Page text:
Female residence Nerina used to belong to the Loreto Convent. The university bought the property when the convent moved to Queenswood. Legend has it that a nun named Emily secretly met with her lover, a monk named Histerie, in the emergency underground tunnel which linked the monastery and the nunnery. She supposedly fell pregnant and, having betrayed her vows, proceeded to hang herself rather dramatically in a confessional. Histerie, in despair and even more dramatically, plunged a dagger through his heart on the hearth of the church. The Nerina ladies are rumoured to see the ghost of Emily in various places, including the area where the confessional was (now a bathroom) and in the hallways.
Roosmaryn used to be the female residence Aanhou Wen. The building was constructed in the early 1900s on the site of the old Laerskool Pretoria-Oos and was bought by the university in 1954. Laerskool Pretoria-Oos moved across the road from the main entrance in 1958. Roosmaryn was constructed using Pretoria red brick and shares similarities with schools in the area, like Pretoria Boys and Girls high schools, and Afrikaans Hoër Seuns- and Meisieskool.
Known as the Manie van der Schijff Botanical Garden, this three-and-a-half hectare garden contains more than 3 000 plant species, and boasts a complete African cycad collection. Ever wondered why they check your car boot when you leave campus? Not only are they looking for stolen computers or dead bodies, but also to check that you aren’t trying to steal a cycad. Cycad fossils have been found that date back to 280 million years ago. Many types of cycad are on the verge of extinction and are thus very valuable.
Tukkiewerf was part of a series of three buildings which belonged to the Catholic Church. The university bought their chapel, their monastery (built in 1925) and their monastery hall (built in 1946) in 1980. The chapel is known as the Church of Saint Alfons Maria de Liguori, the founder of the Redemptionists. Urban legend has it that two students got drunk at Oom Gert, got married in the chapel and then walked across to the law department and got a divorce.
Anniversary Edition YouTube. No one was harmed or caught. On the other side of the Old Arts is the Student Affairs Building which was completed in 1915. This Neo-Romanesque building, which was designed by the Department of Public Works, originally served as home base for Kollegetehuis, the first residence on main campus. They were eventually moved to the Experimental Farm (the proefplaas) and the building has since housed a variety of departments including Speech Therapy, Student Affairs, the Student Disability Centre and Student Counselling. Past the Student Centre is main campus’s newest, state-of-the-art Thuto Building. This 2 400-seater was designed by the firm Jeremie Malan Architects and holds the distinct honour of being the first building on campus to have an African name. Thuto means “education” or “learning” in Sepedi, Sesotho and Tswana. There were several jacaranda trees on the site, some of which were 50 years old. Sadly, 15 trees had to be removed but 11 of those were recycled into public sculptures by the final-year art students. Seven of these sculptures were placed outside in collaboration with the architects. Up the road is the Law Building which has to be one of the most symbolic buildings on campus. Designed by the architect firm Kruger-Roos, the building is meant to symbolise the transparency of the legal world. It was inaugurated by former President Thabo Mbeki and in 2006 it secured its place as the third-best building in Gauteng as voted for by the South African Institute of Architects. The building consists of offices, lecture halls, the Oliver R Tambo Law Library as well as many artworks by the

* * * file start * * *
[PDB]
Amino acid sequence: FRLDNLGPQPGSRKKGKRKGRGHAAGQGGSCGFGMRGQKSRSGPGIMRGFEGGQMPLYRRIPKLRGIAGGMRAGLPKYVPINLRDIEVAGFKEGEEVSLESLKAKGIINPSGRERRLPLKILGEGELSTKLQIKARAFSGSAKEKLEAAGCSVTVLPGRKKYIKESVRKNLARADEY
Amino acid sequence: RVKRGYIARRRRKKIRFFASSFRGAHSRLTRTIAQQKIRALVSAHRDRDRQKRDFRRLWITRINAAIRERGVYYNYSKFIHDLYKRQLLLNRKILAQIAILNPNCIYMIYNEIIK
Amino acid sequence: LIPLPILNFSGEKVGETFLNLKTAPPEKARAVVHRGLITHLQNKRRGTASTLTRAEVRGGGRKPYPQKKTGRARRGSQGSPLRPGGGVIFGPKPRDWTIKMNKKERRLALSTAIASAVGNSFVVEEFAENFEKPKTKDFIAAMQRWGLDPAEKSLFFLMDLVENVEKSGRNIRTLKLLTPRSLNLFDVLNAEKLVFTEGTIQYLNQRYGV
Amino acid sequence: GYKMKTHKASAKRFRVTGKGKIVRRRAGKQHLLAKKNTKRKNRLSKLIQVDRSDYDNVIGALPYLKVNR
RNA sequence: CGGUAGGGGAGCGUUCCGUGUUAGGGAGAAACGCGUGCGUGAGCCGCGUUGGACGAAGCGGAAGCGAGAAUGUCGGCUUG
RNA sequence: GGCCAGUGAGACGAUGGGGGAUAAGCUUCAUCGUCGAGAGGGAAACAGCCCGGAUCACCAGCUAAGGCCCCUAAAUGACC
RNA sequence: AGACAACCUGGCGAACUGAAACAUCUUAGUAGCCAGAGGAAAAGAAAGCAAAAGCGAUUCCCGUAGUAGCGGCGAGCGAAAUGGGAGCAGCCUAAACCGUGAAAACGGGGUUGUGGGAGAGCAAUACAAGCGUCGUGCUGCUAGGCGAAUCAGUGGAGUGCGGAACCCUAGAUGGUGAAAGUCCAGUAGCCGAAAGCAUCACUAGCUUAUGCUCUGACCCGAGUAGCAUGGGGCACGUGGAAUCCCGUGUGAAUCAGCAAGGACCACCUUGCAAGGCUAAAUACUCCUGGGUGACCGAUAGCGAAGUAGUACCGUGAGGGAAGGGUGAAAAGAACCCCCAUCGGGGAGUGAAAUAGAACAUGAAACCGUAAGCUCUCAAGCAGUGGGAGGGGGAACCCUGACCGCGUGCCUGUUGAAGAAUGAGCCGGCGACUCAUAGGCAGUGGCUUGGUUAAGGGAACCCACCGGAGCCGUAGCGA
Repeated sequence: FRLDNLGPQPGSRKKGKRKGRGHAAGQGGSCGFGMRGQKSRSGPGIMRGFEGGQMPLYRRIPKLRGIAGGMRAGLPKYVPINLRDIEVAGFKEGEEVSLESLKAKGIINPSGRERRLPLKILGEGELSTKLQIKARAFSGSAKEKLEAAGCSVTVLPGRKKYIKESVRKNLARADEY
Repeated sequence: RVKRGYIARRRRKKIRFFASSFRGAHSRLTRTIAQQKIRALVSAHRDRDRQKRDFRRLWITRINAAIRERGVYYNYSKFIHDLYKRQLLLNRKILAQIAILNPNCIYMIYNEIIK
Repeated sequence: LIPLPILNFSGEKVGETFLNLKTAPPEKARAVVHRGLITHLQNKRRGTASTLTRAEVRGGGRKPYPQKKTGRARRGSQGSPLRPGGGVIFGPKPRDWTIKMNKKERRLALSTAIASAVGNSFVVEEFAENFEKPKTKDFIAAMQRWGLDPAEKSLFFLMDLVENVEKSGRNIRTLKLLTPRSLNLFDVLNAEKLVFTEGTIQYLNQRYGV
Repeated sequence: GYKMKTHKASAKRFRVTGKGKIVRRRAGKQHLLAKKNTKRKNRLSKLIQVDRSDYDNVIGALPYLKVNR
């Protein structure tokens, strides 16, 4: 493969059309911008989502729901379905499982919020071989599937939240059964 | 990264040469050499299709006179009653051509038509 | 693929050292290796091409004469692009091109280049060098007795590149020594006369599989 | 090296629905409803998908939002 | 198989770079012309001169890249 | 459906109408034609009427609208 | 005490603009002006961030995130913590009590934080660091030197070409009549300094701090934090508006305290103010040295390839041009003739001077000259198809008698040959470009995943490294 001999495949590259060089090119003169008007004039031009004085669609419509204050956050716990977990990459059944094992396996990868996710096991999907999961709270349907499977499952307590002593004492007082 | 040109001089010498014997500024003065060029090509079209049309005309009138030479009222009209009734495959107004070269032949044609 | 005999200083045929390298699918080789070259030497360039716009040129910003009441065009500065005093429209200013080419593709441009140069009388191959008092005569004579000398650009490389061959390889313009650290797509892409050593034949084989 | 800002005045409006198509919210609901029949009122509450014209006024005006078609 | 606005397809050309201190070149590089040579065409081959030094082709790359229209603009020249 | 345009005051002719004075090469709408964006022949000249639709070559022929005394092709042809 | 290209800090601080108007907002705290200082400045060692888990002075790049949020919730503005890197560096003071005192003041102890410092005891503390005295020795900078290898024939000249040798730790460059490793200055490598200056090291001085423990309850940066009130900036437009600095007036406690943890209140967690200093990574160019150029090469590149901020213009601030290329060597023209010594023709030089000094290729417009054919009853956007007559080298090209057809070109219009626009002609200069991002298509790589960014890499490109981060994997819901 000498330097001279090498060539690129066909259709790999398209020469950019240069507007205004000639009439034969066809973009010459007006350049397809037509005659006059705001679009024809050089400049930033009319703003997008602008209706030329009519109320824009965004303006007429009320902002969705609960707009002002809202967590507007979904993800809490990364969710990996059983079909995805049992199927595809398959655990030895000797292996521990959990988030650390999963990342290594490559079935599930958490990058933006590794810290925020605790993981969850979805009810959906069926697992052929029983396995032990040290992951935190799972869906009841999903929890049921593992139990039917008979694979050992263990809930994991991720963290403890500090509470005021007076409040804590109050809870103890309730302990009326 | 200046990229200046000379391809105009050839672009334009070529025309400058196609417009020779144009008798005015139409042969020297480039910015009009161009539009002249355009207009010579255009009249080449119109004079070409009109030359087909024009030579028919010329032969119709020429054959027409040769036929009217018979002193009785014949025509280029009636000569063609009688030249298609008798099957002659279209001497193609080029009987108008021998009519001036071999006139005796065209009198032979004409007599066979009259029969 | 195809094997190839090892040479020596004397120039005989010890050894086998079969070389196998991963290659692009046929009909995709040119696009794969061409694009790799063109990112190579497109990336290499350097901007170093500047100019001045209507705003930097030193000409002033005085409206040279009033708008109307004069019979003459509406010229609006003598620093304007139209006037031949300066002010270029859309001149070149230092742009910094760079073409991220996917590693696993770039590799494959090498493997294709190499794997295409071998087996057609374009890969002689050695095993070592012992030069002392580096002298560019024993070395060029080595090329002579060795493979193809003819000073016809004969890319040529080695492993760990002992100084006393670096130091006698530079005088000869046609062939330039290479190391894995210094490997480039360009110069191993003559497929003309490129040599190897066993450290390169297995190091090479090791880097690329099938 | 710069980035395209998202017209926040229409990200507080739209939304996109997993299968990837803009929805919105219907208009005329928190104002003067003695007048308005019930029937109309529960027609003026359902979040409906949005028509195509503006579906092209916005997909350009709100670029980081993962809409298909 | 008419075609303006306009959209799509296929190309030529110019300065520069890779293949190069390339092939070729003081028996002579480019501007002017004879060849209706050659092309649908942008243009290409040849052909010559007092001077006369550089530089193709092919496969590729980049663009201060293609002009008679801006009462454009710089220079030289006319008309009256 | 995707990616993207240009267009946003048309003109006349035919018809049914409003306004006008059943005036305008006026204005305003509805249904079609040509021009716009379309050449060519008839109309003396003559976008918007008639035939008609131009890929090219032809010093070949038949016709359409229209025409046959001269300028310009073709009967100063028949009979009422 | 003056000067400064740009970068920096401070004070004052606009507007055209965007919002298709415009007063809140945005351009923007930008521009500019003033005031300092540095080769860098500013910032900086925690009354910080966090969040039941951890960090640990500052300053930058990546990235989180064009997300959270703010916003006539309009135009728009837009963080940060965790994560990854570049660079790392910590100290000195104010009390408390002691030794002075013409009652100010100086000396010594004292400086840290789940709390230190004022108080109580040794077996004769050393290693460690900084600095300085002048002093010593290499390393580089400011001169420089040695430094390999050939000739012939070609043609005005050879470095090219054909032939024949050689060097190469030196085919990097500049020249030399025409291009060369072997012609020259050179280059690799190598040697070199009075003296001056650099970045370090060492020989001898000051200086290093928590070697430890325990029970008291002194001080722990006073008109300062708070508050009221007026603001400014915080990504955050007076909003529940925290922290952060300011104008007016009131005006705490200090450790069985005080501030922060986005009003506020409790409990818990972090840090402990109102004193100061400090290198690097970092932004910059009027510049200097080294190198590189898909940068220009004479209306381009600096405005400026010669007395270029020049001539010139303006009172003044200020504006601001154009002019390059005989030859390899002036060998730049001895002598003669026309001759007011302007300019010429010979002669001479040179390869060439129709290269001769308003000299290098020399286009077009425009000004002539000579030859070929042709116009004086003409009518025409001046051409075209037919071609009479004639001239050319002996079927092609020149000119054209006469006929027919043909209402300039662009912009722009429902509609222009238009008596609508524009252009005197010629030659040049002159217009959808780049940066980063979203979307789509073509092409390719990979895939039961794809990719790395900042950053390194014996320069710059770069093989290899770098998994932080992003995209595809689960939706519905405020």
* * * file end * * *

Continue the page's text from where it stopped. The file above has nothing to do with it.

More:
Map of main campus. Image: Paul dos Santos
20 likes of Ike Nkoana, Andrew Vester, Anton Uys and Tuks’s fine-arts lecturer, Diane Victor. Turning right past the Graduate Centre are some of the buildings that belonged to the Christian Brothers’ College (CBC). These include the Masker, the Lier and the JJ Theron Lecture Hall (Theron was the dean of the Faculty of Natural Sciences from 1948 to 1956), as well as Huis-en-Haard. Huisen-Haard was originally the St Anthony dormitory which served CBC students. It was purchased by the university in 1969 and was renamed Huis-enHaard by the then vice-chancellor and principal of the university, Prof. CH Rautenbach. The closest English translation would be "hearth and home" and is a name meant to symbolise an older style of dwelling. The building included a cafeteria, offices, recreational space and a staff tea-room. At one stage it housed Perdeby's editorial offices. Today the building is home to the Centre for the Study of Aids (hence the flowers outside which form a red ribbon), Wannabee (named after one of the university’s icons, the honey bee) and Oom Gert se Plek. Opposite Huis-en-Haard is the Economic and Management Sciences Building (EMB). This building, which was designed to link the older buildings with the newer ones, displays elements of the various styles of the surrounding buildings – PostRomanesque Revival, design elements from the Old Arts Building and the Pretoria brick tradition. The architect, Tuks alumnus Samuel Pauw, also designed the Client Service Centre area. The EMB is the longest building on campus and was completed in three stages with the first two having been